Family Leaves after a New Born

According to a new report, the number of the new mothers that are opting for the maternity leave remain stagnant even though there has been economic growth. This has gone against the expert’s expectations since the ease on the family finances would enable more mothers to take time off from their jobs after they have given birth to a child. Though more than half of the maternity leave that is taken by the American mothers are not paid the figure has is slow to change. On the other hand, the number of leaves taken by men has increased at a high rate during this time, shows the report by the Center for Human Resource of the Ohio State University.

 

 

According to the report, there is no fluctuation of the number of the mothers taking leaves whether paid or unpaid. For instance, there has been an average of 273,000 women who took maternity leave between 1994 and 2015. This translate to constant maternity leaves per 10,000 birth remained constant. These figures defy logic because the country experienced 66% growth in the economy in the same period. According to Jay Zagorsky a contributor to the report he said that he expected the number of women taking maternity leaves to increase considering the growth of the economy.

 

 

Three states that include New Jersey, Rhode Island as well as California have also passed legislation on maternity leaves. For example, the New Jersey’s family policy that was passed in 2009, enables mothers to take leave for six weeks at reduced pay, that has an annual cap, for the care of the infant or the ailing member of the family. The number of people taking leaves is about 3000 each year, this is according to the report that was released last year.

 

 

The state of New Jersey was the second state after California to enact family leave after a new born. According to officials, this was one of the most vital steps toward investing in the future of the young children as well as their families. After passing of the reforms most parents and other stake holders believed that New Jersey needed to make some minimalist law reforms so that to make the law work efficiently for that parent who is in the low-income bracket.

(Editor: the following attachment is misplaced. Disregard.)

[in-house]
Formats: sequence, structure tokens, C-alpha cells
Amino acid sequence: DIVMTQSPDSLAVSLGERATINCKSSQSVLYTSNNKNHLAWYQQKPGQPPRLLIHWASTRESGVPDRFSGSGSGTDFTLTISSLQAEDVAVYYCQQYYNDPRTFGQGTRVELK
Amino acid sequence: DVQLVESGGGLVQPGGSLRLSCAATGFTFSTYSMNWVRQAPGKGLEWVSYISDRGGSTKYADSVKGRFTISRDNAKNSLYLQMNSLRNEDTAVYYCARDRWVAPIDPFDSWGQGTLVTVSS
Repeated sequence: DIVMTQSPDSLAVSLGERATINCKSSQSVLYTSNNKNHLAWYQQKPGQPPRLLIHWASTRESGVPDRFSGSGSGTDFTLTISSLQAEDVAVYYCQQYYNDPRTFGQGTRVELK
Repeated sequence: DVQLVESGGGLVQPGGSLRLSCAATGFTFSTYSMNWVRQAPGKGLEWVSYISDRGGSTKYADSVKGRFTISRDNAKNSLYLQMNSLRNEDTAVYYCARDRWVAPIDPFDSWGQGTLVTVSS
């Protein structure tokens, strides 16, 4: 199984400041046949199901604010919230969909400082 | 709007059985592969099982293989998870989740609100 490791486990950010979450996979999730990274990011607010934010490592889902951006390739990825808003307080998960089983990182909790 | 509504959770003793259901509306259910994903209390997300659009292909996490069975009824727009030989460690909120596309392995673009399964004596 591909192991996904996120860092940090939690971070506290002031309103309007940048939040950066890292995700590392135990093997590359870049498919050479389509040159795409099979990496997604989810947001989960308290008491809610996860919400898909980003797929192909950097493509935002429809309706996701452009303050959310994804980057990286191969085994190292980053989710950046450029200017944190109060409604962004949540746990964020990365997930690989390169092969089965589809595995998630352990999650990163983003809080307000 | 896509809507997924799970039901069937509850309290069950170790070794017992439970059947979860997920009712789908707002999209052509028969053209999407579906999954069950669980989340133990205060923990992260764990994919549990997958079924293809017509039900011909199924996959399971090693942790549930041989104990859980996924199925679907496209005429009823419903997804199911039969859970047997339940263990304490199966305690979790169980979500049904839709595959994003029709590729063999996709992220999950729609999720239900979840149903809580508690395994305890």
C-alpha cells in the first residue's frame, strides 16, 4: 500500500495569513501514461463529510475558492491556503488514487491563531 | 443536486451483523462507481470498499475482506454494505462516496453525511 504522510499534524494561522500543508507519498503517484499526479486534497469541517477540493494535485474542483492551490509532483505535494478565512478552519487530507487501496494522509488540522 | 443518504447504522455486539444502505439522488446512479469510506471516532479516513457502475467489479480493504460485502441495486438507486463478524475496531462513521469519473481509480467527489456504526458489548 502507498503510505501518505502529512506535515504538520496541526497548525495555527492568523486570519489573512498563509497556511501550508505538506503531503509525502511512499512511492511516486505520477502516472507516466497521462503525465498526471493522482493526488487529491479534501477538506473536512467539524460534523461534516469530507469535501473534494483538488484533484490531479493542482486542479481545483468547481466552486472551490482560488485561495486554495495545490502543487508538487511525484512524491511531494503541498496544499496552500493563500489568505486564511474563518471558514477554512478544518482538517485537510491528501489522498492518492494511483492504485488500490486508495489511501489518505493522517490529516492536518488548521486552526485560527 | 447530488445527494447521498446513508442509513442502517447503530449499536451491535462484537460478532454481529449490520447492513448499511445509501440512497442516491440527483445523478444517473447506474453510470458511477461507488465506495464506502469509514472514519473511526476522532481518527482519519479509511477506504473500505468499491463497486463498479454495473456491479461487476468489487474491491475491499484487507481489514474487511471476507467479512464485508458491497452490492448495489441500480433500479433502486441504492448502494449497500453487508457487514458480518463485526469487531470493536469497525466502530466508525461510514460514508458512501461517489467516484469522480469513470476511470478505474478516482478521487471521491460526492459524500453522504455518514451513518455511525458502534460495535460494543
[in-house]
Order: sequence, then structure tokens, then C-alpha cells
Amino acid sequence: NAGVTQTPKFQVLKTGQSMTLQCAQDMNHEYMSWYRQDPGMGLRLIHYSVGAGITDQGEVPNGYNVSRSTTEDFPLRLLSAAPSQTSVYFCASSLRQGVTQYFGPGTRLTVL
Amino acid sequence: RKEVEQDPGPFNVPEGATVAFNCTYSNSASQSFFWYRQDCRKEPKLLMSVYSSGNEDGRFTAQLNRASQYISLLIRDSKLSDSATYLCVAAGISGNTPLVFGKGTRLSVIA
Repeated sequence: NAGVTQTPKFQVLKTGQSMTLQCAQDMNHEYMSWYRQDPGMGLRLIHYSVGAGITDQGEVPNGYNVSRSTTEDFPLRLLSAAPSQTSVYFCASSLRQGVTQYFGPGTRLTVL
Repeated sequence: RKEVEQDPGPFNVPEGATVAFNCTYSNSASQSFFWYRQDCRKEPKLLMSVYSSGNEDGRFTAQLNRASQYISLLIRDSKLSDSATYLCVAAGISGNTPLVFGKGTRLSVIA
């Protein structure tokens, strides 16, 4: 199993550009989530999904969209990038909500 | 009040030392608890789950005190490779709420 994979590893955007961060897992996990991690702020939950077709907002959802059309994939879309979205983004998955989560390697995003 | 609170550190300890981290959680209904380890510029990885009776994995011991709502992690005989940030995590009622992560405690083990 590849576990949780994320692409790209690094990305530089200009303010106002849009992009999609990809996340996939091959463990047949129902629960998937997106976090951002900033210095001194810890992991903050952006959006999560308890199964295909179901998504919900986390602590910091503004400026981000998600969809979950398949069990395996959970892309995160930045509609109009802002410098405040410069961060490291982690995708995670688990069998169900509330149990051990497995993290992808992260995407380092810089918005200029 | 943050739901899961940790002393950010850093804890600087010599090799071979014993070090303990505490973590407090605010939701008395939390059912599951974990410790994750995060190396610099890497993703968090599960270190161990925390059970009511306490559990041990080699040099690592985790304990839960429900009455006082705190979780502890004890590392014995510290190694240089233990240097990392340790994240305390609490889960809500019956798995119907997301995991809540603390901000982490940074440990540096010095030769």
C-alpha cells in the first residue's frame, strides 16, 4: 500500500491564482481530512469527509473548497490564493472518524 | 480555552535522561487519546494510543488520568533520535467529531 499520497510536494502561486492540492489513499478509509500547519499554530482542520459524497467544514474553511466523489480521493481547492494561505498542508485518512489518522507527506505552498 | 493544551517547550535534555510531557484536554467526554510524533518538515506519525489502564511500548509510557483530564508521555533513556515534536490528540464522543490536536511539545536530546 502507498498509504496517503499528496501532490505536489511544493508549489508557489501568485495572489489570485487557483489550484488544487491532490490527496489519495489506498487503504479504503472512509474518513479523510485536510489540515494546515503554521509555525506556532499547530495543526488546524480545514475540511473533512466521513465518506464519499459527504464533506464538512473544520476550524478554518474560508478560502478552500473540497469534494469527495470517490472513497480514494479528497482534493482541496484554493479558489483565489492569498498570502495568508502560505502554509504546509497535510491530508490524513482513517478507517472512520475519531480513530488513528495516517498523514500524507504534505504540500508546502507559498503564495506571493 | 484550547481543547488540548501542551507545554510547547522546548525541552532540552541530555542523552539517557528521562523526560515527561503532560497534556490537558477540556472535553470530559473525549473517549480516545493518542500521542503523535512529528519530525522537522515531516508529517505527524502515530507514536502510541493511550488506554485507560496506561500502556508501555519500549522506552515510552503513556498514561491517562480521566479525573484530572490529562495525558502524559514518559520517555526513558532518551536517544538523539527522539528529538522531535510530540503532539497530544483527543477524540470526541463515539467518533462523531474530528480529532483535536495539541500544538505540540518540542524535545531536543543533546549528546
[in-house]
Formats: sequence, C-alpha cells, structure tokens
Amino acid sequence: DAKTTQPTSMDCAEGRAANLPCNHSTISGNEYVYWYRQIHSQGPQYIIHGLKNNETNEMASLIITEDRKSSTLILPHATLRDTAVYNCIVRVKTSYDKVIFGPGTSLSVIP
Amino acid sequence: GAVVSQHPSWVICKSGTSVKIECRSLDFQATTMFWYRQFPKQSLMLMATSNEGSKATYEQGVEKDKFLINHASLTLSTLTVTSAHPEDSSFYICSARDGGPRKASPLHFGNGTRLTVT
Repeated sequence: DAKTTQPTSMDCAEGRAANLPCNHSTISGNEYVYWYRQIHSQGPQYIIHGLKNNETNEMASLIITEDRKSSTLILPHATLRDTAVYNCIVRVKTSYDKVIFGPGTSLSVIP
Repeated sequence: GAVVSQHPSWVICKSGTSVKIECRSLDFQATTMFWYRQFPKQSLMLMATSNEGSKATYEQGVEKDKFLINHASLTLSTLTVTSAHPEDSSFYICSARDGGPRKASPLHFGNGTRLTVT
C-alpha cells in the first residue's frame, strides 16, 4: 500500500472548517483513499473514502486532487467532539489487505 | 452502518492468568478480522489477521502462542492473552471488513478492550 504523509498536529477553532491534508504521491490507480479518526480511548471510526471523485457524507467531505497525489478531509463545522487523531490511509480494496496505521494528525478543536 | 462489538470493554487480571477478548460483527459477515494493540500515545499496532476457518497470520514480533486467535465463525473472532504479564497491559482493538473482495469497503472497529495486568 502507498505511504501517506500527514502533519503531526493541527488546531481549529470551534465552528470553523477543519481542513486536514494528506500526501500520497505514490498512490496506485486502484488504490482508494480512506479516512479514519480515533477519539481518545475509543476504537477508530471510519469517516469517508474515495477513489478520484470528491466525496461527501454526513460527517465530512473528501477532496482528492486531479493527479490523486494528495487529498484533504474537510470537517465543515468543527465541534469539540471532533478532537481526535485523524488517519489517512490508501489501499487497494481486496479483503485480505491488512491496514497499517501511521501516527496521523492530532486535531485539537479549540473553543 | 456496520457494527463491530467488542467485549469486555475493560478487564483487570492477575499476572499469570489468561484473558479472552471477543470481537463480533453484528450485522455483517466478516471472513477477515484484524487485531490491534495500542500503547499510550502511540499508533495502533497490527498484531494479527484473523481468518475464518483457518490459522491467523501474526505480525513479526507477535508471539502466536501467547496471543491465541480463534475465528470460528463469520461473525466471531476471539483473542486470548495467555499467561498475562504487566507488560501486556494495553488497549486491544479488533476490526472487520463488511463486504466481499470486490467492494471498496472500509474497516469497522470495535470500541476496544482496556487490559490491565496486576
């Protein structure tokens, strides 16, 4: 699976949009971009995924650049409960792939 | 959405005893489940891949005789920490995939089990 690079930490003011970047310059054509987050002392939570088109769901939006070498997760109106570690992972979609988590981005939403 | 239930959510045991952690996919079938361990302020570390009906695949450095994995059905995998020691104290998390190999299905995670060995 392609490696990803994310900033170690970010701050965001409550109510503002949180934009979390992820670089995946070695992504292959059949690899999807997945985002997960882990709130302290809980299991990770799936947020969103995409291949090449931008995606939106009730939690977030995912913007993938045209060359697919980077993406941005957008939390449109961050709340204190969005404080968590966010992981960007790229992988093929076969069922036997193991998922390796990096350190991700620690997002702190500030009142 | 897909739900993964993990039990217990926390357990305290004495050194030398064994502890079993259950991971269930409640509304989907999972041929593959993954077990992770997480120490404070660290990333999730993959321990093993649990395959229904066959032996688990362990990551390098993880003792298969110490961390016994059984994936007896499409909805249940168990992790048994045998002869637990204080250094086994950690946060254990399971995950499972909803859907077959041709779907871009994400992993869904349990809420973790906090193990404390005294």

Nintendo Switch Made with Families in Mind

It’s been popping up in newsfeeds and getting quite a bit of attention on tech news sites, and it might be one of the hottest selling electronic items in 2017 that actually gets a family to spend more time together. The Nintendo Switch is finally coming to online and retail stores and fans of the longtime gaming company are eager for its launch March 3.

The Nintendo Switch is designed to be big with busy families, allowing users to play a large number of age-appropriate games anywhere they want, in the home or on the road. You can plug the Switch into your TV and also take the portable, handheld gaming device out the backdoor with a quick flick of the console. Switch allows you to get those kids out of the living room and into the great outdoors without missing a level or expending a virtual life. This game changer is retailing for $299.99.

The Nintendo Switch is loaded with family-friendly games that will get everybody lounging on the couch fired up and playing together. Confirmed games for the March 3 launch include “Dragon Quest Heroes 1 & 2”, “Just Dance 2017,” “The Legend of Zelda: Breath of the Wild,” and “Super Bomberman R” among others. Lego and other well-known game brands are gearing up for later launches on Switch.

This new home gaming system boasts the ability to give gamers more freedom for fun and families more ways to have a blast together on many different levels. Grandparents, kids and cousins of all ages will want to get in on the Switch action.